I didn’t read the entire report, but here are a few of my observations/suggestions:
You wrote this report in HG, so I would suggest that you check out their new Energy Template.
Roof Section: RR - Recommend that the knee wall areas, under the roof, be insulated with a spray foam type insulation installed on the underside of the roof and that the soffit vents be sealed in these areas.
Was the fiberglass insulation installed in the roof rafters or the floor of the attic? From an energy perspective, it does not make sense to recommend to your client that they insulate the underside of the roof with spray foam, unless the attic is inside the thermal boundary. Furthermore, telling them that they should seal the soffit vents is not good advise. A better approach would be to instruct them to install insulation baffles to keep the insulation from blocking the soffit vents and to prevent wind washing.
- Heating Section: The house was heated by three category 4 high efficiency induced draft furnaces, two in the upper area of the house and one in the basement. The basement furnace did not have the manufacturer required combustion air intake vents ( Picture 1 ). This causes the furnace to draw combustion air from the house;'s interior air. This condition has lowered the efficiency of the furnace (by about 10%) and will reduce the furnaces life. It also causes the house to be under negative interior air pressure, which further enhances the cold air infiltration problem.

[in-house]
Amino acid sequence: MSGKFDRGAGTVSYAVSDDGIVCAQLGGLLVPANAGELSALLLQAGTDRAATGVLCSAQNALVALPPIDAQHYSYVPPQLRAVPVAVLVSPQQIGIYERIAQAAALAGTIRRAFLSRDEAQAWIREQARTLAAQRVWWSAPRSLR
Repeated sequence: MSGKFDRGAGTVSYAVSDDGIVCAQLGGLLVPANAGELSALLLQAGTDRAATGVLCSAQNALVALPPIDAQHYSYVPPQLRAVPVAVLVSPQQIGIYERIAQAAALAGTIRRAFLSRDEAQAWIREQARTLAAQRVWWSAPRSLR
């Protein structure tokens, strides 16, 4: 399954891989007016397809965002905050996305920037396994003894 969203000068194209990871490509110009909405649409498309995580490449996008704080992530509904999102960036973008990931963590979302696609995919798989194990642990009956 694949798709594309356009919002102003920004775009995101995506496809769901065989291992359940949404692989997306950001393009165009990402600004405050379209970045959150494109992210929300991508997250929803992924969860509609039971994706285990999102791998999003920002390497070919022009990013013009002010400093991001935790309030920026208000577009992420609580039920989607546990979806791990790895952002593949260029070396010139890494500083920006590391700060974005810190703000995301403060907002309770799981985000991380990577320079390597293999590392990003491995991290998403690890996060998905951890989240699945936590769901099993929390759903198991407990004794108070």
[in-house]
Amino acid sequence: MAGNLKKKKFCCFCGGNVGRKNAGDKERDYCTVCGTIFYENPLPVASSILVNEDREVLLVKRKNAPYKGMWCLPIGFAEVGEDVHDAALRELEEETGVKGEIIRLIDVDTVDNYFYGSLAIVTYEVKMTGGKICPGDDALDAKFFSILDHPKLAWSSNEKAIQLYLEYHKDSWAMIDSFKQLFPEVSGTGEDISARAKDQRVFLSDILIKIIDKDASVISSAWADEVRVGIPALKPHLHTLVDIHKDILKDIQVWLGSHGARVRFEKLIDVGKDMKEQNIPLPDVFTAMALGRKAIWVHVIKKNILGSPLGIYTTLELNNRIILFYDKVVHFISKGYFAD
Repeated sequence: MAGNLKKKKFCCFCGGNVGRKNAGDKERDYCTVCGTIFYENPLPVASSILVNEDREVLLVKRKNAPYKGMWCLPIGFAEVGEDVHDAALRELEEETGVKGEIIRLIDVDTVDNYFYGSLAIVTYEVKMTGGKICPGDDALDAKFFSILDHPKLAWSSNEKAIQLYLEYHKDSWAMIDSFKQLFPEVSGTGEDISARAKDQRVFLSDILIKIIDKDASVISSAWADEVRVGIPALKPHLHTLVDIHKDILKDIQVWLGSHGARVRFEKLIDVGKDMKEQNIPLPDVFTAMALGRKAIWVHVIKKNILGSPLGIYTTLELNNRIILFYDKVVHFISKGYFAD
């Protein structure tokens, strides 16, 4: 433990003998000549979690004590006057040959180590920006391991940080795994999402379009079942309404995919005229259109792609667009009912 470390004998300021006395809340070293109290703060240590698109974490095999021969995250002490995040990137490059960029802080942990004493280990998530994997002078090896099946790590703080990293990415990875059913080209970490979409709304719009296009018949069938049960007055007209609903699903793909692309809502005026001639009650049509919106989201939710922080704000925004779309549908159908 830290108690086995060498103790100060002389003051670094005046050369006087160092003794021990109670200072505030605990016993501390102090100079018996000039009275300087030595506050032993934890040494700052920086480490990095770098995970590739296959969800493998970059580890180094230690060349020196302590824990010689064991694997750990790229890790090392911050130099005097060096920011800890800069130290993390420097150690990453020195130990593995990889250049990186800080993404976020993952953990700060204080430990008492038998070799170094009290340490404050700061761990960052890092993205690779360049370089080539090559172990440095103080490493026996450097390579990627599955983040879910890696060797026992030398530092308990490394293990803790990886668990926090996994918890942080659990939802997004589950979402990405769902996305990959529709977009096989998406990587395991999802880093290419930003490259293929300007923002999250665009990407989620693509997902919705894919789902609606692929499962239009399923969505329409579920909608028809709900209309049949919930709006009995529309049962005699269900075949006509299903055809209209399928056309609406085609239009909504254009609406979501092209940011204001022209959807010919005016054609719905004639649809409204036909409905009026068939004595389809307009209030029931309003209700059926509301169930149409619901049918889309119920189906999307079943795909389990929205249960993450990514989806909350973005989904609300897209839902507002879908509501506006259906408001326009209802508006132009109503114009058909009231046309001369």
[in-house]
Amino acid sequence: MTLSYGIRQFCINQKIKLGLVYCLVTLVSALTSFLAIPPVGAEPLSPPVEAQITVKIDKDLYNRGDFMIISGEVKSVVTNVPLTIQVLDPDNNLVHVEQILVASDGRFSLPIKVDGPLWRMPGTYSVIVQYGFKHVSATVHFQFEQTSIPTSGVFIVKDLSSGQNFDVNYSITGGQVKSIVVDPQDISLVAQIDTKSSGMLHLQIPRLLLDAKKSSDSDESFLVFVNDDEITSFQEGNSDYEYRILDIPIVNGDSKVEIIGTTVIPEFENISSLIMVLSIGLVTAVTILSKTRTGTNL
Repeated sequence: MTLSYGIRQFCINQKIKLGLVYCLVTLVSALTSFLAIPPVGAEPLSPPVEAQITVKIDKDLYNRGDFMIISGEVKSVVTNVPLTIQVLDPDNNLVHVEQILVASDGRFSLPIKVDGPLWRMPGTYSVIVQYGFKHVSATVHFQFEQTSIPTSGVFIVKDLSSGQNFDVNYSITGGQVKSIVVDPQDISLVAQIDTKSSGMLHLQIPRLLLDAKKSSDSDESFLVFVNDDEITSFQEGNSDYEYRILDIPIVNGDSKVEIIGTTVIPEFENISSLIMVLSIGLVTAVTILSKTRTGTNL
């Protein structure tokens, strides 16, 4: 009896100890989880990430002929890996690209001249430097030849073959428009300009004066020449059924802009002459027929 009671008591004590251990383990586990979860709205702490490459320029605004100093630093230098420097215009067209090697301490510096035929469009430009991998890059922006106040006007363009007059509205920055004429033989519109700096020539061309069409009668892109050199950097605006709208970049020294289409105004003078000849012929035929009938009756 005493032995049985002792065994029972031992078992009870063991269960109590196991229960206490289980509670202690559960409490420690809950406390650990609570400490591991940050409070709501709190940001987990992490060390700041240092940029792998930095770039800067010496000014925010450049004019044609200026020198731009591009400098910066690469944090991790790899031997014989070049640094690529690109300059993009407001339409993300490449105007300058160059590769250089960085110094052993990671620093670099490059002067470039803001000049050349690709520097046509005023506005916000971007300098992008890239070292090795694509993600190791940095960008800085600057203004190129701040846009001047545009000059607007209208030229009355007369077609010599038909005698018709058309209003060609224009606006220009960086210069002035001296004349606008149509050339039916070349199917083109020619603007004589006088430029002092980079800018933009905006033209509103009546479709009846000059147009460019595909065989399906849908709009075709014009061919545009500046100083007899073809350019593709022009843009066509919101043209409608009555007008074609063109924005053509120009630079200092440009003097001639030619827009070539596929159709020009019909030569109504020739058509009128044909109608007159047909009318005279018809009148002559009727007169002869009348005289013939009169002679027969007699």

The combustion air intake is not always “required” to be taken from the exterior. Did you confirm the make and model, then look up the manufacturers installation instructions? Also, where did you come up with the 10% energy reduction theory?
In addition, the last sentence about negative air pressure is alarming and unfounded. In order to determine if their is too much negative pressure within the CAZ, you would have to conduct a Combustion Safety Test.
- Insulation Section:
The built-in seat area, at the front of the house, displayed signs of cold air infiltration and lacking insulation behind the built-in seat ( Picture 1, 2 ) with an eight degree difference.
Unless you can see behind the wall or prove that the insulation is “lacking”, you should have said that the thermal pattern is “consistent with missing or misapplied insulation.”
The corner closet, at the rear of the house and adjacent to the garage, displayed an almost complete lack of insulation ( Picture 3, 4 ). This condition also exists in the area of the 2nd floor, above.
Again, how to you confirm the “complete lack of insulation.” I’m not seeing that conclusion from the thermal image you are referencing in the report.
- I noticed in several sections, you used the “Inspected” term, but then went on to describe a deficiency.
That’s all for now…didn’t really have time to go through it line by line.